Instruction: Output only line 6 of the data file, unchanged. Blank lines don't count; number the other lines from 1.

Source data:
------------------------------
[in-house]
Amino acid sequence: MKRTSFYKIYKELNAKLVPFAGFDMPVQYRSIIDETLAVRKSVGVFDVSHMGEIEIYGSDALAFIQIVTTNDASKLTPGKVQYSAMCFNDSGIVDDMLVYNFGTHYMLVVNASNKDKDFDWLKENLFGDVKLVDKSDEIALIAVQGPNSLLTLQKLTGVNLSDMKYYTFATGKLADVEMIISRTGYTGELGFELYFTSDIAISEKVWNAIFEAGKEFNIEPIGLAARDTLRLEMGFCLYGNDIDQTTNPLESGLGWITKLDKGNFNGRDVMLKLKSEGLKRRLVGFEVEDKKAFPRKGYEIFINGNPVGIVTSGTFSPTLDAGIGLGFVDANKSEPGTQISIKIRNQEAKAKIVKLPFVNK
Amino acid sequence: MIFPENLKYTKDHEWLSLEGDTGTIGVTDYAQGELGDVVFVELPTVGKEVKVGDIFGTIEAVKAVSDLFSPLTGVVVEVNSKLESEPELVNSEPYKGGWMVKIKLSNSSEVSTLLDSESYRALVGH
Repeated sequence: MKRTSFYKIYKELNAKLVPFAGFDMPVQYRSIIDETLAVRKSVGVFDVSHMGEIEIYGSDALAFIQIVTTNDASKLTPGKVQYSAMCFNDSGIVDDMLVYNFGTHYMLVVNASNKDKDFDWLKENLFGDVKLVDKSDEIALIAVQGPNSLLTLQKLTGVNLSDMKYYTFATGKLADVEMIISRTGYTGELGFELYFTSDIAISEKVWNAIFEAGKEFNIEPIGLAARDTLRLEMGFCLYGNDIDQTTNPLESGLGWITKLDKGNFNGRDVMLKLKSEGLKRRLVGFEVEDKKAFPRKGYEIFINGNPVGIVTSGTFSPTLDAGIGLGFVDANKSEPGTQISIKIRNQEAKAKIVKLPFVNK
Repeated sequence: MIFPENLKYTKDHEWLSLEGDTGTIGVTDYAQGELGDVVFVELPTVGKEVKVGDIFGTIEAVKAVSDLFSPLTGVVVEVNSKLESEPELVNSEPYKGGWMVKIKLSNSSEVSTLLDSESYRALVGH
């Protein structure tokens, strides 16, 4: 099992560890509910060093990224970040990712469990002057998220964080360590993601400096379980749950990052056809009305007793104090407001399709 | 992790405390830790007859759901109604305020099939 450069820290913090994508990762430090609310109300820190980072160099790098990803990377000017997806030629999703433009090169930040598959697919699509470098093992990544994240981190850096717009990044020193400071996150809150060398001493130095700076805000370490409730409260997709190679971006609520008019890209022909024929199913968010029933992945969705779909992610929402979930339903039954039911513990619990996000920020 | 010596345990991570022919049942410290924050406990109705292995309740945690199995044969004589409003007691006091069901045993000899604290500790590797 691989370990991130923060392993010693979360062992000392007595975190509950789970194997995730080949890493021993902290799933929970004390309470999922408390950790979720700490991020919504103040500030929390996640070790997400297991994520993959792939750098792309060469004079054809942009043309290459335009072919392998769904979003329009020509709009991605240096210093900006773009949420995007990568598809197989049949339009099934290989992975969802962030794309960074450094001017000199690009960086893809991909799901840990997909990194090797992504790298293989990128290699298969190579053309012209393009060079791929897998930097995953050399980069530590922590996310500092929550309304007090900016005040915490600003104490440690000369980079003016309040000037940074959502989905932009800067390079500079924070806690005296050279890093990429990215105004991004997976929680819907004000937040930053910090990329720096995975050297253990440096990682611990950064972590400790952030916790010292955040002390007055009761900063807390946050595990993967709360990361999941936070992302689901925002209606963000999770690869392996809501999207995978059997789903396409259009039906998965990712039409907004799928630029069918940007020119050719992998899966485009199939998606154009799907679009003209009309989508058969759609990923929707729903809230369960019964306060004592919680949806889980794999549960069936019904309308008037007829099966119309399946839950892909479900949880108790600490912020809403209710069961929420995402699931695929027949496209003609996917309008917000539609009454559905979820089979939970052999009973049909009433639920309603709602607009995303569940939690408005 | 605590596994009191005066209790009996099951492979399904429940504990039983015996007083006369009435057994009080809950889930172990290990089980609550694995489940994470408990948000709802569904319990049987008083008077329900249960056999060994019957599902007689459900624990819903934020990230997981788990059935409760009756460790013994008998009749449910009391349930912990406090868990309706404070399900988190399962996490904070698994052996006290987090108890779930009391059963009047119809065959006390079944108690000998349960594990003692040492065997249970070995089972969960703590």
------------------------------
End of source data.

């Protein structure tokens, strides 16, 4: 099992560890509910060093990224970040990712469990002057998220964080360590993601400096379980749950990052056809009305007793104090407001399709 | 992790405390830790007859759901109604305020099939 450069820290913090994508990762430090609310109300820190980072160099790098990803990377000017997806030629999703433009090169930040598959697919699509470098093992990544994240981190850096717009990044020193400071996150809150060398001493130095700076805000370490409730409260997709190679971006609520008019890209022909024929199913968010029933992945969705779909992610929402979930339903039954039911513990619990996000920020 | 010596345990991570022919049942410290924050406990109705292995309740945690199995044969004589409003007691006091069901045993000899604290500790590797 691989370990991130923060392993010693979360062992000392007595975190509950789970194997995730080949890493021993902290799933929970004390309470999922408390950790979720700490991020919504103040500030929390996640070790997400297991994520993959792939750098792309060469004079054809942009043309290459335009072919392998769904979003329009020509709009991605240096210093900006773009949420995007990568598809197989049949339009099934290989992975969802962030794309960074450094001017000199690009960086893809991909799901840990997909990194090797992504790298293989990128290699298969190579053309012209393009060079791929897998930097995953050399980069530590922590996310500092929550309304007090900016005040915490600003104490440690000369980079003016309040000037940074959502989905932009800067390079500079924070806690005296050279890093990429990215105004991004997976929680819907004000937040930053910090990329720096995975050297253990440096990682611990950064972590400790952030916790010292955040002390007055009761900063807390946050595990993967709360990361999941936070992302689901925002209606963000999770690869392996809501999207995978059997789903396409259009039906998965990712039409907004799928630029069918940007020119050719992998899966485009199939998606154009799907679009003209009309989508058969759609990923929707729903809230369960019964306060004592919680949806889980794999549960069936019904309308008037007829099966119309399946839950892909479900949880108790600490912020809403209710069961929420995402699931695929027949496209003609996917309008917000539609009454559905979820089979939970052999009973049909009433639920309603709602607009995303569940939690408005 | 605590596994009191005066209790009996099951492979399904429940504990039983015996007083006369009435057994009080809950889930172990290990089980609550694995489940994470408990948000709802569904319990049987008083008077329900249960056999060994019957599902007689459900624990819903934020990230997981788990059935409760009756460790013994008998009749449910009391349930912990406090868990309706404070399900988190399962996490904070698994052996006290987090108890779930009391059963009047119809065959006390079944108690000998349960594990003692040492065997249970070995089972969960703590």